Monday, October 15, 2012

The Sinful Sushki


They're irresistible. They're addictive.
They're the guilty pleasures of the Russian reality.
By Lina Zeldovich

Oh, sushki!

They're irresistible. They're addictive. They're the guilty pleasures of the Russian reality, its rainy autumns and icy winters, when homes, restaurants, and your friends’ kitchens welcome you in with a cup of hot tea and a bundle of sushki next to it. The Western world binges on chips and popcorn, but Russians are hooked on sushki. Walk into a Russian store anywhere in the world, and you find them. Actually, you’ll find a variety.

Sushki are dry bread crackers – in fact the name comes from the word “sushit” which means "drying out." Circle-shaped with a hole in the middle, they are too low in sugar to earn the sinful title of dessert, but satiating enough to grow into a delightful addiction. Think of them as a cross between bagels and tea biscuits. Or a hybrid of cookies and pretzels. Worse, they aren’t just tasty – they are also fun to play with. You can twirl them on your fingers. And if you’re still in that blissful age of under ten, you can hang them on your ears.

The cousins of American bagels, sushki are smaller, crunchier, and more resilient – keep them in a dry place and they will stay crispy for weeks without ever growing the blue dots of mold. Bite into them too hard and you’re risking breaking your tooth – but that’s part of the fun. The little crunchy fragments with a mild delicate sweetness melt in your mouth oh so satisfyingly. They sneak up on you too: suddenly you realize you’ve eaten half the pack. Some people dip them in milk and others in butter – depending how much they are prepared to sin!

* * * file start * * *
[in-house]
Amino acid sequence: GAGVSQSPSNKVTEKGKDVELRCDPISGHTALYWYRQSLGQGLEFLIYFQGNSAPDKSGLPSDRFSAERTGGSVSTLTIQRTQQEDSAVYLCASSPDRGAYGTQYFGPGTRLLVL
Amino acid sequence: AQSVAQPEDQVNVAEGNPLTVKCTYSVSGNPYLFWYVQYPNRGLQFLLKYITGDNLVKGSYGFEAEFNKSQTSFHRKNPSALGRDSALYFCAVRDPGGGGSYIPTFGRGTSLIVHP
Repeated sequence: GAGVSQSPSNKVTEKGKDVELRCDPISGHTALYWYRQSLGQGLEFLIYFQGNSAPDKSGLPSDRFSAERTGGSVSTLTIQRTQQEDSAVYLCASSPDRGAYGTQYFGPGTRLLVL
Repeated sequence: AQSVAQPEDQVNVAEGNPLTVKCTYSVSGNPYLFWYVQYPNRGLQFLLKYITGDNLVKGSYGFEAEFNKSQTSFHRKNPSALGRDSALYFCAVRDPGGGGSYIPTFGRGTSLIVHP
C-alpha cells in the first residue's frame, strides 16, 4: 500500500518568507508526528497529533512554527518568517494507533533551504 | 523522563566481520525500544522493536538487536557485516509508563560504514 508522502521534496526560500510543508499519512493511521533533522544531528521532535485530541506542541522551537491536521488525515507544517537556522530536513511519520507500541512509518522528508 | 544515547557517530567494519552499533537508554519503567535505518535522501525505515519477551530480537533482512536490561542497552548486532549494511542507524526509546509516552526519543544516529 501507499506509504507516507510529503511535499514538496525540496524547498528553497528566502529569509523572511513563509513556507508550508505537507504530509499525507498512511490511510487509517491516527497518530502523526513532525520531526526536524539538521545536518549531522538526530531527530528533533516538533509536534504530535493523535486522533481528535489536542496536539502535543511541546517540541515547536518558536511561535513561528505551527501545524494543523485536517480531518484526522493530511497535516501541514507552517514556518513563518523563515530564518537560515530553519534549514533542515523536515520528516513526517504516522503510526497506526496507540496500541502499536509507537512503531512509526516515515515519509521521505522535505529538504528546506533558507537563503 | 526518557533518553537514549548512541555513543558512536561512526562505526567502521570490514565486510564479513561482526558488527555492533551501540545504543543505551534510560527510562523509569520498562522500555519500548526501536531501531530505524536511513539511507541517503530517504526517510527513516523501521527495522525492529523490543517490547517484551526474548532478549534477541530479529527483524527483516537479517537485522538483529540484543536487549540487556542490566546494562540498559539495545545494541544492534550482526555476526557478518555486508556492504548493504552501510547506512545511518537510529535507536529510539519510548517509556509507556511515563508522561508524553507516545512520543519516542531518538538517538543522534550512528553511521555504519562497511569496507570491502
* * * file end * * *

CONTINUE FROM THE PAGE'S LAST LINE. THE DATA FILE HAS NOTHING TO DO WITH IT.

Suddenly you realize
you’ve eaten half the pack!
Besides bagels, in Russia sushki have even more dough cousins of various sizes and “toughness” – bubliki and baranki. They are all members of the same family of bread products made from dough that has been boiled before baking. The dough is made from flour, eggs, water and salt, and then cut and rolled into thin strips; for sushki thinner than a quarter of an inch. The strips become little circles which are dropped into boiling sugary water and then baked in an oven. Traditionally, sushki were sold stringed on a twine, from which you’d bite them off if you were a kid or just crush them with your palm and munch on its crunchy wreckage fragrant with vanilla and sometimes honey.

They are also almost an ideal junk food. They work perfectly with tea. They work with milk. They work as a nighttime snack, a midday mood booster, and even as a quick morning bite when it’s too early to even think of breakfast. It’s five o’clock and you're craving carbs? Sushki are literally the golden cure for you only need a few yellow-brown rings to chase away your afternoon blues. And they are a calorie-friendly comfort food – low in food and high in comfort.

But most amazingly, this lovely combo of snack and dessert also used to serve as travel provisions. Sushki don’t spoil. I don’t think I've ever seen them go bad. Such impressive toughness made them easy to store and transport. Traveling across Russia years ago, merchants brought bundles of sushki on their journeys. Even if everything else turned sour and moldy, sushki wouldn’t!


Keep them in a dry place and they will stay crispy for weeks
without ever growing the blue dots of mold!


3 comments:

  1. What a long history sushki must have--from transcontinental travel provisions to your afternoon tea. I could use a carb boost right now! Thanks for sharing Lina.

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  2. I used to eat these when I lived in the GDR, Lina. I'd forgotten what they were called but I remember how they tasted. Definitely addictive!

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  3. Every single apartment I ever rented in Russia seemed to come with sushki, regardless of how well the place had been cleaned or how long between "guests." Thanks for the memories!

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